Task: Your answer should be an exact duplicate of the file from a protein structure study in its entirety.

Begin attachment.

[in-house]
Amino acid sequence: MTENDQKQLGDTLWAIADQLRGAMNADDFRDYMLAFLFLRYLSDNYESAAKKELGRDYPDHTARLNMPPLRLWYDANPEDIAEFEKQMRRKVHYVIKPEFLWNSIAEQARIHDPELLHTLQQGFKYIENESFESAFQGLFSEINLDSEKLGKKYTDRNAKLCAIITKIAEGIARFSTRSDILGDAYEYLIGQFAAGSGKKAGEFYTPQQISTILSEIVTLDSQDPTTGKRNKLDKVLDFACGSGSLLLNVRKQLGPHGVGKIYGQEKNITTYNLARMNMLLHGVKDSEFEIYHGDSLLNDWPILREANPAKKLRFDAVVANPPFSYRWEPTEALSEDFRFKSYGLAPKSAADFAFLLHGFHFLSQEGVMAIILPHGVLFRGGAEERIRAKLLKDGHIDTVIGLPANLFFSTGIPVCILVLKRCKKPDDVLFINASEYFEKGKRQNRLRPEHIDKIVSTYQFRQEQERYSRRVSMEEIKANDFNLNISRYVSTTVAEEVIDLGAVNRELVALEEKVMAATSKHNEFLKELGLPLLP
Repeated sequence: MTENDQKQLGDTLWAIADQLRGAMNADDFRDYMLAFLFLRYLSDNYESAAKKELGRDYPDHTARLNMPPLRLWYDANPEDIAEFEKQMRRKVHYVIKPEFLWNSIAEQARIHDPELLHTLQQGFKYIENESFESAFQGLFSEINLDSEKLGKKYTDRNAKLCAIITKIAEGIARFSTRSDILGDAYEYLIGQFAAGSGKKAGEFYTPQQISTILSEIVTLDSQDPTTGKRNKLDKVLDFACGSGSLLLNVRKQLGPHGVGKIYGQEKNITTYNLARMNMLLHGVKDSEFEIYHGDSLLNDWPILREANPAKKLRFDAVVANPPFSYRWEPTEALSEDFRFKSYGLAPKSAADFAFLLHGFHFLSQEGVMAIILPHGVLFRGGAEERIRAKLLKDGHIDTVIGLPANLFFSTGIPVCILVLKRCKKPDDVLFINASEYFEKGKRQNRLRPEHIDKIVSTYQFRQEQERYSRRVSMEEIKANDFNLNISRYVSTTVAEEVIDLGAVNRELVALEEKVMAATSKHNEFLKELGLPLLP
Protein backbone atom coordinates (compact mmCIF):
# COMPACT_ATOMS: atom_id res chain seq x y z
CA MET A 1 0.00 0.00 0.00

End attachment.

[in-house]
Amino acid sequence: MTENDQKQLGDTLWAIADQLRGAMNADDFRDYMLAFLFLRYLSDNYESAAKKELGRDYPDHTARLNMPPLRLWYDANPEDIAEFEKQMRRKVHYVIKPEFLWNSIAEQARIHDPELLHTLQQGFKYIENESFESAFQGLFSEINLDSEKLGKKYTDRNAKLCAIITKIAEGIARFSTRSDILGDAYEYLIGQFAAGSGKKAGEFYTPQQISTILSEIVTLDSQDPTTGKRNKLDKVLDFACGSGSLLLNVRKQLGPHGVGKIYGQEKNITTYNLARMNMLLHGVKDSEFEIYHGDSLLNDWPILREANPAKKLRFDAVVANPPFSYRWEPTEALSEDFRFKSYGLAPKSAADFAFLLHGFHFLSQEGVMAIILPHGVLFRGGAEERIRAKLLKDGHIDTVIGLPANLFFSTGIPVCILVLKRCKKPDDVLFINASEYFEKGKRQNRLRPEHIDKIVSTYQFRQEQERYSRRVSMEEIKANDFNLNISRYVSTTVAEEVIDLGAVNRELVALEEKVMAATSKHNEFLKELGLPLLP
Repeated sequence: MTENDQKQLGDTLWAIADQLRGAMNADDFRDYMLAFLFLRYLSDNYESAAKKELGRDYPDHTARLNMPPLRLWYDANPEDIAEFEKQMRRKVHYVIKPEFLWNSIAEQARIHDPELLHTLQQGFKYIENESFESAFQGLFSEINLDSEKLGKKYTDRNAKLCAIITKIAEGIARFSTRSDILGDAYEYLIGQFAAGSGKKAGEFYTPQQISTILSEIVTLDSQDPTTGKRNKLDKVLDFACGSGSLLLNVRKQLGPHGVGKIYGQEKNITTYNLARMNMLLHGVKDSEFEIYHGDSLLNDWPILREANPAKKLRFDAVVANPPFSYRWEPTEALSEDFRFKSYGLAPKSAADFAFLLHGFHFLSQEGVMAIILPHGVLFRGGAEERIRAKLLKDGHIDTVIGLPANLFFSTGIPVCILVLKRCKKPDDVLFINASEYFEKGKRQNRLRPEHIDKIVSTYQFRQEQERYSRRVSMEEIKANDFNLNISRYVSTTVAEEVIDLGAVNRELVALEEKVMAATSKHNEFLKELGLPLLP
Protein backbone atom coordinates (compact mmCIF):
# COMPACT_ATOMS: atom_id res chain seq x y z
CA MET A 1 0.00 0.00 0.00